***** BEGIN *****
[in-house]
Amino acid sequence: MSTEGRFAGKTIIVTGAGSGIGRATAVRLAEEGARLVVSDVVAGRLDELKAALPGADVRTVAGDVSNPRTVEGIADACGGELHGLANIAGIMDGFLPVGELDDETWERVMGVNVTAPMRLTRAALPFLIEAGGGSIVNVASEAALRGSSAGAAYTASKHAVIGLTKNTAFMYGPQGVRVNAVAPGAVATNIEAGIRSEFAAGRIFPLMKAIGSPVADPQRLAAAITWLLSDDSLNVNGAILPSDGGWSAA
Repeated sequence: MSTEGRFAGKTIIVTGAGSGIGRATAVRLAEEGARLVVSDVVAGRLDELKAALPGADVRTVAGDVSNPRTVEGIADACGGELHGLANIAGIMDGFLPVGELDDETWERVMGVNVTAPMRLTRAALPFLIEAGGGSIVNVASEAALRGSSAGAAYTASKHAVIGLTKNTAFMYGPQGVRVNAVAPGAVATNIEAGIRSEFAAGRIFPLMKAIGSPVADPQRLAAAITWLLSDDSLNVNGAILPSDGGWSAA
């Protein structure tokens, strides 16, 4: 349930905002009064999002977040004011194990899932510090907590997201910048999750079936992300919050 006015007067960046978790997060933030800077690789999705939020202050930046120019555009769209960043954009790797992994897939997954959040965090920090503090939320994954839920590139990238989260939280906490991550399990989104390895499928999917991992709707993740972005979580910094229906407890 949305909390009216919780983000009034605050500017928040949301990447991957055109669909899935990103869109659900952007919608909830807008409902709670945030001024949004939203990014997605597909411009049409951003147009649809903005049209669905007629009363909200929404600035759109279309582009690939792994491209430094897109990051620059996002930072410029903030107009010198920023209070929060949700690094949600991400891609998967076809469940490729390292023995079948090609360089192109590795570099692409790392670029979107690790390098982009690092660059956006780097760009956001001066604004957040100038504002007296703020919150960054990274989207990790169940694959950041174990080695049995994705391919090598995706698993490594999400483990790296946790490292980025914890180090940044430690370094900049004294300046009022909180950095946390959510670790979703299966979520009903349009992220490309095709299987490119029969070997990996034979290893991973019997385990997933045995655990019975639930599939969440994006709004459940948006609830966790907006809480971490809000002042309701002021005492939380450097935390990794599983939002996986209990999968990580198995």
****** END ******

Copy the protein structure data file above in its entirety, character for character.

[in-house]
Amino acid sequence: MSTEGRFAGKTIIVTGAGSGIGRATAVRLAEEGARLVVSDVVAGRLDELKAALPGADVRTVAGDVSNPRTVEGIADACGGELHGLANIAGIMDGFLPVGELDDETWERVMGVNVTAPMRLTRAALPFLIEAGGGSIVNVASEAALRGSSAGAAYTASKHAVIGLTKNTAFMYGPQGVRVNAVAPGAVATNIEAGIRSEFAAGRIFPLMKAIGSPVADPQRLAAAITWLLSDDSLNVNGAILPSDGGWSAA
Repeated sequence: MSTEGRFAGKTIIVTGAGSGIGRATAVRLAEEGARLVVSDVVAGRLDELKAALPGADVRTVAGDVSNPRTVEGIADACGGELHGLANIAGIMDGFLPVGELDDETWERVMGVNVTAPMRLTRAALPFLIEAGGGSIVNVASEAALRGSSAGAAYTASKHAVIGLTKNTAFMYGPQGVRVNAVAPGAVATNIEAGIRSEFAAGRIFPLMKAIGSPVADPQRLAAAITWLLSDDSLNVNGAILPSDGGWSAA
């Protein structure tokens, strides 16, 4: 349930905002009064999002977040004011194990899932510090907590997201910048999750079936992300919050 006015007067960046978790997060933030800077690789999705939020202050930046120019555009769209960043954009790797992994897939997954959040965090920090503090939320994954839920590139990238989260939280906490991550399990989104390895499928999917991992709707993740972005979580910094229906407890 949305909390009216919780983000009034605050500017928040949301990447991957055109669909899935990103869109659900952007919608909830807008409902709670945030001024949004939203990014997605597909411009049409951003147009649809903005049209669905007629009363909200929404600035759109279309582009690939792994491209430094897109990051620059996002930072410029903030107009010198920023209070929060949700690094949600991400891609998967076809469940490729390292023995079948090609360089192109590795570099692409790392670029979107690790390098982009690092660059956006780097760009956001001066604004957040100038504002007296703020919150960054990274989207990790169940694959950041174990080695049995994705391919090598995706698993490594999400483990790296946790490292980025914890180090940044430690370094900049004294300046009022909180950095946390959510670790979703299966979520009903349009992220490309095709299987490119029969070997990996034979290893991973019997385990997933045995655990019975639930599939969440994006709004459940948006609830966790907006809480971490809000002042309701002021005492939380450097935390990794599983939002996986209990999968990580198995």